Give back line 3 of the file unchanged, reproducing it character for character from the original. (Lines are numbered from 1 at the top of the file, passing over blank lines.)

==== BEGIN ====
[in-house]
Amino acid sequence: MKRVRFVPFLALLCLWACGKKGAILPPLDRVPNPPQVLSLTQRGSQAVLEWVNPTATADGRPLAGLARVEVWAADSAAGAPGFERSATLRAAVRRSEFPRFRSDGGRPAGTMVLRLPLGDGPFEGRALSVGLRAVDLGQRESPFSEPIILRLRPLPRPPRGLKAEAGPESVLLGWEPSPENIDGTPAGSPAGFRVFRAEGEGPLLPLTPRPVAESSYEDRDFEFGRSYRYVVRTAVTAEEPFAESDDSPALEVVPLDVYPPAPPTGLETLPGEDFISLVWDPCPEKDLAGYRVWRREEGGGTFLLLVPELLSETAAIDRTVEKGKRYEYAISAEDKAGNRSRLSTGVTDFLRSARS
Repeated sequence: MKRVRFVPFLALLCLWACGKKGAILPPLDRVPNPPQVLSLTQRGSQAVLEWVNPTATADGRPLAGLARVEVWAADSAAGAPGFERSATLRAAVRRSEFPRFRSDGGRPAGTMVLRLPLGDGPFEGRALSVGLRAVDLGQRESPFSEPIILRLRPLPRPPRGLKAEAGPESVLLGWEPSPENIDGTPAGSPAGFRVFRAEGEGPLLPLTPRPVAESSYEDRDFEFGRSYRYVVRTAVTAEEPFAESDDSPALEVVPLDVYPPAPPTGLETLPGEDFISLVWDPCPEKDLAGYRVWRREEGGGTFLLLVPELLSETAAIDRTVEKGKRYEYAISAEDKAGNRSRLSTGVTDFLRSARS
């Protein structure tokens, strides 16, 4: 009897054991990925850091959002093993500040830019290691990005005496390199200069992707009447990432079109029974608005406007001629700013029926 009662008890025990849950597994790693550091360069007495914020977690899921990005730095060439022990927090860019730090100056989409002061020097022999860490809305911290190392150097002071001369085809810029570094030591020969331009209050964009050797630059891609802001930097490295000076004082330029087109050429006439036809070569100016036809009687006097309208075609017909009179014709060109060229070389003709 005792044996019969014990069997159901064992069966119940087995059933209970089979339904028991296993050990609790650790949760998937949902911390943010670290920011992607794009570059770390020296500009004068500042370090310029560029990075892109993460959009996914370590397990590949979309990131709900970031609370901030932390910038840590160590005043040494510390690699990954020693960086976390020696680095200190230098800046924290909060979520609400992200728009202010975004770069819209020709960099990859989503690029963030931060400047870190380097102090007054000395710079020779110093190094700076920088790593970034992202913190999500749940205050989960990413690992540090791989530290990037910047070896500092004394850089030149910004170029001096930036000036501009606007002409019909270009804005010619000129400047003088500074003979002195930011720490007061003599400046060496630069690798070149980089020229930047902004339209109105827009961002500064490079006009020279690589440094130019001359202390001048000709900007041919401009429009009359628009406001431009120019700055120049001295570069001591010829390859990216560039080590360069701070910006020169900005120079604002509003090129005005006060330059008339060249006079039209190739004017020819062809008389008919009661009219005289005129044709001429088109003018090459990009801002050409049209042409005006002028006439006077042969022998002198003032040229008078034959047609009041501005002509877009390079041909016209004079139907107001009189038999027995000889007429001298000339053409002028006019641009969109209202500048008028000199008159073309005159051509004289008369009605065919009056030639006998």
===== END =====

Repeated sequence: MKRVRFVPFLALLCLWACGKKGAILPPLDRVPNPPQVLSLTQRGSQAVLEWVNPTATADGRPLAGLARVEVWAADSAAGAPGFERSATLRAAVRRSEFPRFRSDGGRPAGTMVLRLPLGDGPFEGRALSVGLRAVDLGQRESPFSEPIILRLRPLPRPPRGLKAEAGPESVLLGWEPSPENIDGTPAGSPAGFRVFRAEGEGPLLPLTPRPVAESSYEDRDFEFGRSYRYVVRTAVTAEEPFAESDDSPALEVVPLDVYPPAPPTGLETLPGEDFISLVWDPCPEKDLAGYRVWRREEGGGTFLLLVPELLSETAAIDRTVEKGKRYEYAISAEDKAGNRSRLSTGVTDFLRSARS